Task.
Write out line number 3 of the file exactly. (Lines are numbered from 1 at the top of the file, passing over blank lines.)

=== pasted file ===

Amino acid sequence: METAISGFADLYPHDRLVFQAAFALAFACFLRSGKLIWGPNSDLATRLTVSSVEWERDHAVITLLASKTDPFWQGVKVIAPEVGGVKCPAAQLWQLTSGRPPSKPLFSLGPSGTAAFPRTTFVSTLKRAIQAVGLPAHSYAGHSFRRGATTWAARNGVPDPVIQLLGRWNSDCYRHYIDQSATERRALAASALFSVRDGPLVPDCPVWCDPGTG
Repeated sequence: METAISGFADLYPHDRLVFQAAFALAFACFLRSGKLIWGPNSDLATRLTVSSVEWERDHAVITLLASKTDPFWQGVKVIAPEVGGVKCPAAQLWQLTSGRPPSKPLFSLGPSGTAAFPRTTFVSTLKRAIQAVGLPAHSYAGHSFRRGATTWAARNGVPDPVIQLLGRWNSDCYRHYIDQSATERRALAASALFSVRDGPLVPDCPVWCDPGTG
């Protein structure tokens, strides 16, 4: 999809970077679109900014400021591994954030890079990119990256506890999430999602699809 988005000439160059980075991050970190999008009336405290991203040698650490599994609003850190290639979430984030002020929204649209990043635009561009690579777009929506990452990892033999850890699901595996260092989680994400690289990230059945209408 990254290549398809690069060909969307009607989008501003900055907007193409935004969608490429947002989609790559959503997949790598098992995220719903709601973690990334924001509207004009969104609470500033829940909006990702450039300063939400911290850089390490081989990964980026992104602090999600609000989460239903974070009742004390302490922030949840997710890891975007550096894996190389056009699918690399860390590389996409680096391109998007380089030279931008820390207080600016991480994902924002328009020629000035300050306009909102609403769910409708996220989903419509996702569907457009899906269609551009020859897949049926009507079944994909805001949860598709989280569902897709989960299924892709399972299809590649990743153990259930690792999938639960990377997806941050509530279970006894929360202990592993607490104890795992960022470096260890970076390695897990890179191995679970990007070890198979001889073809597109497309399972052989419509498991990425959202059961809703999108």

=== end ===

């Protein structure tokens, strides 16, 4: 999809970077679109900014400021591994954030890079990119990256506890999430999602699809 988005000439160059980075991050970190999008009336405290991203040698650490599994609003850190290639979430984030002020929204649209990043635009561009690579777009929506990452990892033999850890699901595996260092989680994400690289990230059945209408 990254290549398809690069060909969307009607989008501003900055907007193409935004969608490429947002989609790559959503997949790598098992995220719903709601973690990334924001509207004009969104609470500033829940909006990702450039300063939400911290850089390490081989990964980026992104602090999600609000989460239903974070009742004390302490922030949840997710890891975007550096894996190389056009699918690399860390590389996409680096391109998007380089030279931008820390207080600016991480994902924002328009020629000035300050306009909102609403769910409708996220989903419509996702569907457009899906269609551009020859897949049926009507079944994909805001949860598709989280569902897709989960299924892709399972299809590649990743153990259930690792999938639960990377997806941050509530279970006894929360202990592993607490104890795992960022470096260890970076390695897990890179191995679970990007070890198979001889073809597109497309399972052989419509498991990425959202059961809703999108």